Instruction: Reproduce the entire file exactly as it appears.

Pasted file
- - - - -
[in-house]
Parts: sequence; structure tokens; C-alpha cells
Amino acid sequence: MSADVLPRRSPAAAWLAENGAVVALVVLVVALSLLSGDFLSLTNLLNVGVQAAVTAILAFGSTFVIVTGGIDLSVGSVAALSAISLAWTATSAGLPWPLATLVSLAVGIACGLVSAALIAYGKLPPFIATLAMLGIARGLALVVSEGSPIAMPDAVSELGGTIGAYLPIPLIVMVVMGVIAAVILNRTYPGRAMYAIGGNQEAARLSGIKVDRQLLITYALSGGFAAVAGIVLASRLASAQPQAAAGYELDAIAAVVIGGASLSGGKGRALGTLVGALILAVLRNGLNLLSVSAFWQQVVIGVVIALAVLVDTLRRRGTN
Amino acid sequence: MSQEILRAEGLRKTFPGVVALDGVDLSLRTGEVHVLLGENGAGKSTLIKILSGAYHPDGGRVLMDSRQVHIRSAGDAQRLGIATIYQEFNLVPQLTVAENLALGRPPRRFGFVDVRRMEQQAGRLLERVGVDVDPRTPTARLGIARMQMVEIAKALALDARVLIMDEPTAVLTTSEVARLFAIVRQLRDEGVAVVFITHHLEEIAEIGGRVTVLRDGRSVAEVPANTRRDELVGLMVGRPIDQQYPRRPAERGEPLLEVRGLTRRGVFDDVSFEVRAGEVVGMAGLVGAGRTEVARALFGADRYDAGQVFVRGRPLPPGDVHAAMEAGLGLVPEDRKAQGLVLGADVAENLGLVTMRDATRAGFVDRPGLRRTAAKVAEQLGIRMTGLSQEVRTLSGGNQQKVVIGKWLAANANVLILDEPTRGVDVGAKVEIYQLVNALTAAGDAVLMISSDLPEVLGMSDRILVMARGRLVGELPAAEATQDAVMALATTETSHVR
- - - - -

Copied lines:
[in-house]
Parts: sequence; structure tokens; C-alpha cells
Amino acid sequence: MSADVLPRRSPAAAWLAENGAVVALVVLVVALSLLSGDFLSLTNLLNVGVQAAVTAILAFGSTFVIVTGGIDLSVGSVAALSAISLAWTATSAGLPWPLATLVSLAVGIACGLVSAALIAYGKLPPFIATLAMLGIARGLALVVSEGSPIAMPDAVSELGGTIGAYLPIPLIVMVVMGVIAAVILNRTYPGRAMYAIGGNQEAARLSGIKVDRQLLITYALSGGFAAVAGIVLASRLASAQPQAAAGYELDAIAAVVIGGASLSGGKGRALGTLVGALILAVLRNGLNLLSVSAFWQQVVIGVVIALAVLVDTLRRRGTN
Amino acid sequence: MSQEILRAEGLRKTFPGVVALDGVDLSLRTGEVHVLLGENGAGKSTLIKILSGAYHPDGGRVLMDSRQVHIRSAGDAQRLGIATIYQEFNLVPQLTVAENLALGRPPRRFGFVDVRRMEQQAGRLLERVGVDVDPRTPTARLGIARMQMVEIAKALALDARVLIMDEPTAVLTTSEVARLFAIVRQLRDEGVAVVFITHHLEEIAEIGGRVTVLRDGRSVAEVPANTRRDELVGLMVGRPIDQQYPRRPAERGEPLLEVRGLTRRGVFDDVSFEVRAGEVVGMAGLVGAGRTEVARALFGADRYDAGQVFVRGRPLPPGDVHAAMEAGLGLVPEDRKAQGLVLGADVAENLGLVTMRDATRAGFVDRPGLRRTAAKVAEQLGIRMTGLSQEVRTLSGGNQQKVVIGKWLAANANVLILDEPTRGVDVGAKVEIYQLVNALTAAGDAVLMISSDLPEVLGMSDRILVMARGRLVGELPAAEATQDAVMALATTETSHVR